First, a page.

Siemens says it plans to cut about 6,900 jobs, or close to 2 percent of its global workforce. The hammer will fall hardest on a power and gas division hit hard by the rapid growth of renewables. David Pollard reports.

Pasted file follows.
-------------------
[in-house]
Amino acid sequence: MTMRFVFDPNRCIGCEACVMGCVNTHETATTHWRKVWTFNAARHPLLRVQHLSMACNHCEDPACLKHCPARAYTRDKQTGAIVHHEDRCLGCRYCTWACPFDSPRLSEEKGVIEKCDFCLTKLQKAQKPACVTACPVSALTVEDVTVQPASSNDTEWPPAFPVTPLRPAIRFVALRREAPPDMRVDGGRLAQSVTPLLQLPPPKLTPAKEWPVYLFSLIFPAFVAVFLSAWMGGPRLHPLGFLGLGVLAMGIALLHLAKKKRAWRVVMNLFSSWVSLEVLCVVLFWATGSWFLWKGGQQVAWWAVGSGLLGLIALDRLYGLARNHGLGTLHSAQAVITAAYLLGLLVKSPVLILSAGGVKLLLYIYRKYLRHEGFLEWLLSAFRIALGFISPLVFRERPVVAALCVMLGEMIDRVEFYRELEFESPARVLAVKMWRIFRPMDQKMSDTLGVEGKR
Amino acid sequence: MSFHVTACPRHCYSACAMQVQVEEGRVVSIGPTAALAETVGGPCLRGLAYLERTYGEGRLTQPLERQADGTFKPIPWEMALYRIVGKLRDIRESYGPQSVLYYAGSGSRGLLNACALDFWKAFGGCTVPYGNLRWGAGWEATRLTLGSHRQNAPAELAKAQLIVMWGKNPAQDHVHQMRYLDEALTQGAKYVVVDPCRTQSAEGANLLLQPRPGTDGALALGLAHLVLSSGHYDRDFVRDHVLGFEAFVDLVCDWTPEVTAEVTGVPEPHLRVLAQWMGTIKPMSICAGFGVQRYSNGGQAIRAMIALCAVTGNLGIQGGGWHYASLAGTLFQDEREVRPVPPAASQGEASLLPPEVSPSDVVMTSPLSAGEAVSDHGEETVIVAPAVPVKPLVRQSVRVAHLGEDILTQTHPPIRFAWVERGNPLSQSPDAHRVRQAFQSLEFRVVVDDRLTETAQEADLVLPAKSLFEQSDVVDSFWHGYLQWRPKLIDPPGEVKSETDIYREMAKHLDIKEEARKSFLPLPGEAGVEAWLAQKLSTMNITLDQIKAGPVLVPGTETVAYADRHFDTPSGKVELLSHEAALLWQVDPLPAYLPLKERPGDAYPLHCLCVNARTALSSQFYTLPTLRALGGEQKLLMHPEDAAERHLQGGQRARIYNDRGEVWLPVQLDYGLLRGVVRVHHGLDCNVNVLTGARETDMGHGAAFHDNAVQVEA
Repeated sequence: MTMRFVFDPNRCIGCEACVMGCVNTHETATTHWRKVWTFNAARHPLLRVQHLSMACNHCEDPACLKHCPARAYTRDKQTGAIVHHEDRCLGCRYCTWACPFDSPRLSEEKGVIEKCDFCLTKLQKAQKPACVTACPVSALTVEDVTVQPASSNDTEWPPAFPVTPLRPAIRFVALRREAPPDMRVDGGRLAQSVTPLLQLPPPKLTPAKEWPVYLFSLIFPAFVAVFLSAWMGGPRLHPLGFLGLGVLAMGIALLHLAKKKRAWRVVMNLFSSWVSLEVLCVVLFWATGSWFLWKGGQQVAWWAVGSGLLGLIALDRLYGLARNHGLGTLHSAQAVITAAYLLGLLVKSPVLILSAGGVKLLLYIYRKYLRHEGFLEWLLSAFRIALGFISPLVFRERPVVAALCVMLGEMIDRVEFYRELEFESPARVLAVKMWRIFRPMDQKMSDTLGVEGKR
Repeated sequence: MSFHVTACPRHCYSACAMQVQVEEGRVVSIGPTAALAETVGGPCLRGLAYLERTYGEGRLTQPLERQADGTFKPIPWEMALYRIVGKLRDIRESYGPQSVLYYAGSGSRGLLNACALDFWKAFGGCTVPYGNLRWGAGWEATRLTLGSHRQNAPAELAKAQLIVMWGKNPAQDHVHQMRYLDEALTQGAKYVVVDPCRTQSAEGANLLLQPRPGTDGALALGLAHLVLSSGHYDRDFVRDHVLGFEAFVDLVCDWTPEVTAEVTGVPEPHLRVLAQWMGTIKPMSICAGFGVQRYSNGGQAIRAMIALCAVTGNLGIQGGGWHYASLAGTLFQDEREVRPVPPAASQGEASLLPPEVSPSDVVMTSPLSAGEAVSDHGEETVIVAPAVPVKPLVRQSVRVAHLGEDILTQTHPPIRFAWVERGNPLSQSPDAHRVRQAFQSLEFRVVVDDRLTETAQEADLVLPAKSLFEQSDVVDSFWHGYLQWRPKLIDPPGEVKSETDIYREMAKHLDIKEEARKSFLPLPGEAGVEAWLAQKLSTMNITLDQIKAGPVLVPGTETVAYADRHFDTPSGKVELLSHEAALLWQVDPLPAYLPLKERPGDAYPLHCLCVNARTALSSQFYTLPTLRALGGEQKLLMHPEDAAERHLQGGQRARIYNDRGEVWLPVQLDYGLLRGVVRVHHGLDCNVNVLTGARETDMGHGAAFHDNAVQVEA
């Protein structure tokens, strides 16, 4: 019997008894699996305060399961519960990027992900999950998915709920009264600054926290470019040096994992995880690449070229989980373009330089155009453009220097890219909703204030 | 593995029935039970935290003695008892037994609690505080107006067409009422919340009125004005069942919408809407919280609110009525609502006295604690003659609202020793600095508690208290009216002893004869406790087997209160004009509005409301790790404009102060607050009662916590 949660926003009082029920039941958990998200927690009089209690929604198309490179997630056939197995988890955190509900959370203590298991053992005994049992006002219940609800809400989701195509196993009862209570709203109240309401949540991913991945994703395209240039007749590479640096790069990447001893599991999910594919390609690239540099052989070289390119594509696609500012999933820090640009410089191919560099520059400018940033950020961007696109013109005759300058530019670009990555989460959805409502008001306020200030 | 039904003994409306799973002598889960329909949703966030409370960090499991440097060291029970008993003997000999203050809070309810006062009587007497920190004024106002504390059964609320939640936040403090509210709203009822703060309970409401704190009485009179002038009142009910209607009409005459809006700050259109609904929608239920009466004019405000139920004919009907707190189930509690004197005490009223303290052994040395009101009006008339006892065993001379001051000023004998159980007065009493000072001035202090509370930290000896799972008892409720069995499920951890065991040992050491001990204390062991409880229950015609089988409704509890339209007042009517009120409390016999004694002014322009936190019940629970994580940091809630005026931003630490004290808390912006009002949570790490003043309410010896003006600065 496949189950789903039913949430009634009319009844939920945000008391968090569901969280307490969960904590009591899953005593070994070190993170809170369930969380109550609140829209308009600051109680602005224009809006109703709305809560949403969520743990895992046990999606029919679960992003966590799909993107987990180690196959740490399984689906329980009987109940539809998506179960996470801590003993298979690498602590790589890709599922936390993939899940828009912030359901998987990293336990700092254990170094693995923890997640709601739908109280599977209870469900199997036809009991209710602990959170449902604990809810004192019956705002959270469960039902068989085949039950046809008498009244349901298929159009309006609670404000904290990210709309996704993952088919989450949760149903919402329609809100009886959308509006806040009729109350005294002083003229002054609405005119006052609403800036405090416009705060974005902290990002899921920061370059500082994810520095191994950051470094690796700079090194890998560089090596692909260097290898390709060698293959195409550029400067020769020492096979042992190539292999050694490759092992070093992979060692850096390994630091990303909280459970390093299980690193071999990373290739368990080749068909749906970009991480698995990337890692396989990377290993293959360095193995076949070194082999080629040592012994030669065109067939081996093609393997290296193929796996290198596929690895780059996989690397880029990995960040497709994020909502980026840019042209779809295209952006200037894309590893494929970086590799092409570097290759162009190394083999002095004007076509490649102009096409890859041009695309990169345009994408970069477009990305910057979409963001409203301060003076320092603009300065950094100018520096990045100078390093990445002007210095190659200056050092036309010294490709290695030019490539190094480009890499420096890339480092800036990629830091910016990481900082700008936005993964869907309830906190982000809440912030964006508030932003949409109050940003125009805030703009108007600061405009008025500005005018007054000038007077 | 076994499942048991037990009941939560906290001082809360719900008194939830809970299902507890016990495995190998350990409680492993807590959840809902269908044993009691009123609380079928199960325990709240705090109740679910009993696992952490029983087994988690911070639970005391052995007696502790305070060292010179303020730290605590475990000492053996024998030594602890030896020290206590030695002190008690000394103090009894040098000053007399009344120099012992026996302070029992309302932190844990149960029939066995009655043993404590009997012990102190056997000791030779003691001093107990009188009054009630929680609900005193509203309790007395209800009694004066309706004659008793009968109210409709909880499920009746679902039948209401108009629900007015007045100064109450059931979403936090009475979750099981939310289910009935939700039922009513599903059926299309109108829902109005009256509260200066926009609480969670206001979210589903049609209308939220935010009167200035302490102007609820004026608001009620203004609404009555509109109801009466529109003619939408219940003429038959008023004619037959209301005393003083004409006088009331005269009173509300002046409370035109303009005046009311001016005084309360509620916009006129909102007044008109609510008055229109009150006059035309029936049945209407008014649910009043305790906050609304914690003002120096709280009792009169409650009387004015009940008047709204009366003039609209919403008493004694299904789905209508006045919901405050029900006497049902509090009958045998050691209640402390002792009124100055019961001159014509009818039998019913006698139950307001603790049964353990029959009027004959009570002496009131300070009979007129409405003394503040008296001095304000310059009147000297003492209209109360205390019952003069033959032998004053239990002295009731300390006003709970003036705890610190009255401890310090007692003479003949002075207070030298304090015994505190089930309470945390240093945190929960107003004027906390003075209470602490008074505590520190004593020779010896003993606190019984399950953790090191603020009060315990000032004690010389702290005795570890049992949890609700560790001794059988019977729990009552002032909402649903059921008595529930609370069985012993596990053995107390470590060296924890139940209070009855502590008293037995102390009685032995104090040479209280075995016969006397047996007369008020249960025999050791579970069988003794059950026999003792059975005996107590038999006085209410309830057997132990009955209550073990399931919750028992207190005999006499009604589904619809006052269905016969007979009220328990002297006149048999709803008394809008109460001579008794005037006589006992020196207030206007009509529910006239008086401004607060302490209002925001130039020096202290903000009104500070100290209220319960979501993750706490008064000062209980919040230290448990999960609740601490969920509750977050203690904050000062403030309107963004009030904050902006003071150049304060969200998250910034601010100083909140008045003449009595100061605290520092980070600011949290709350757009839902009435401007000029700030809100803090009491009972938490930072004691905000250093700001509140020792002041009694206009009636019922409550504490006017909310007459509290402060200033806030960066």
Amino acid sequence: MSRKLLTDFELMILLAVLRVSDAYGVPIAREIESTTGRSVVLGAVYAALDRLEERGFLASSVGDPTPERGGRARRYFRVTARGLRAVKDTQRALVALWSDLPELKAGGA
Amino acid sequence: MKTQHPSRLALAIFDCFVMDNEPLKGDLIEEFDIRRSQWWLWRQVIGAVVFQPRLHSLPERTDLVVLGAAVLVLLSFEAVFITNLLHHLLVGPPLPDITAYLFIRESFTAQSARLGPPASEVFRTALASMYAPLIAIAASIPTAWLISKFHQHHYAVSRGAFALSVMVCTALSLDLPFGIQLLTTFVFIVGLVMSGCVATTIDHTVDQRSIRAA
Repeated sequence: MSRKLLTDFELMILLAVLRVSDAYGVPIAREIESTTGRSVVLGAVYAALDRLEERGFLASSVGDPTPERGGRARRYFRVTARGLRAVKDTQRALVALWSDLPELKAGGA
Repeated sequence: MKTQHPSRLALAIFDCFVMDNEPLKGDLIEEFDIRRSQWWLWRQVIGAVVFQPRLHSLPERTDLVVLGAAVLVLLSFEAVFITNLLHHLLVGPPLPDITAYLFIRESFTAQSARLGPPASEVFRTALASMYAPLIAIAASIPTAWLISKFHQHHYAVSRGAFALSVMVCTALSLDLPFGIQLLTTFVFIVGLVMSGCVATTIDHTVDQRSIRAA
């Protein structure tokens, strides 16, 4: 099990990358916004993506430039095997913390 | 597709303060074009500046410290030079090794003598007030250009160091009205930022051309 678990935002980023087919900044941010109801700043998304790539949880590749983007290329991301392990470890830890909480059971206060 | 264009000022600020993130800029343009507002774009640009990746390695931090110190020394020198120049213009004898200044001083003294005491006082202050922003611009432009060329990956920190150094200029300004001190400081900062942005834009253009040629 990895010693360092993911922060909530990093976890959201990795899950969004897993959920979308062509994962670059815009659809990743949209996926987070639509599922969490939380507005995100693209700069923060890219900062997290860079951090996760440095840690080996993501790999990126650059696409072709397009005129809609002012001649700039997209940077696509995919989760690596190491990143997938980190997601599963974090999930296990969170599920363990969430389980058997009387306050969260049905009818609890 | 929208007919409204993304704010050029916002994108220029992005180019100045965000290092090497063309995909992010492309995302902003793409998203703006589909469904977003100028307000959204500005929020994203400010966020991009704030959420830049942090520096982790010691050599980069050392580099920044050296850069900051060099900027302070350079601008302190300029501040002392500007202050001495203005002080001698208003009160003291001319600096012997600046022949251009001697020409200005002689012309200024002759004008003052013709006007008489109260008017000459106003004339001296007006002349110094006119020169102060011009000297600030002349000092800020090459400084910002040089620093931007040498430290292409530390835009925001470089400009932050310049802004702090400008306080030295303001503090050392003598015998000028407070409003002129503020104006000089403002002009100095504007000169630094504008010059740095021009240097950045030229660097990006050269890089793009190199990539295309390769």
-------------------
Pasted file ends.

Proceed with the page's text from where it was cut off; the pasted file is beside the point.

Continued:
It's a name worn proudly and it's one of Germany's biggest. But now Siemens is being held to account by Germany's biggest union. For the loss of nearly 7,000 jobs. SOUNDBITE (German) KLAUS ABEL, IG METALL TRADE UNION, SAYING: "This plan is harmful to the company. We expect the company to talk seriously with us, with the works councils, about the future for Siemens." But the future for Siemens is no longer this: giant turbines used in power generation. Amid increasing demand for this: renewables. One Siemens chief describes the turbine market as burning to the ground. Supply outstrips demand by three to one. It's not the only to suffer: this week GE halved its earning outlook, for largely the same reasons. SOUNDBITE (English) CITY INDEX MARKET ANALYST, KEN ODELUGA, SAYING: "Siemens has been a little bit buttressed compared to say GE which is you know a major rival. The need for action is still pretty urgent and I think that's why we're seeing this cut in jobs. I don't think it will actually be the last." In all, around two per cent of the work force are to go by 2020. Most in the Power and Gas Division. Roughly half of the cuts will fall in Germany. In a shock to its workers. SOUNDBITE (German) JOCHEN WEISS, SIEMENS WORKER, SAYING: "The division makes endless profit. We are busy. That's why the mood is so bad." Its politicians are reacting too - one senior party leader calling the cuts 'scandalous'. Though the most senior of all (Angela Merkel) has yet to make her views clear.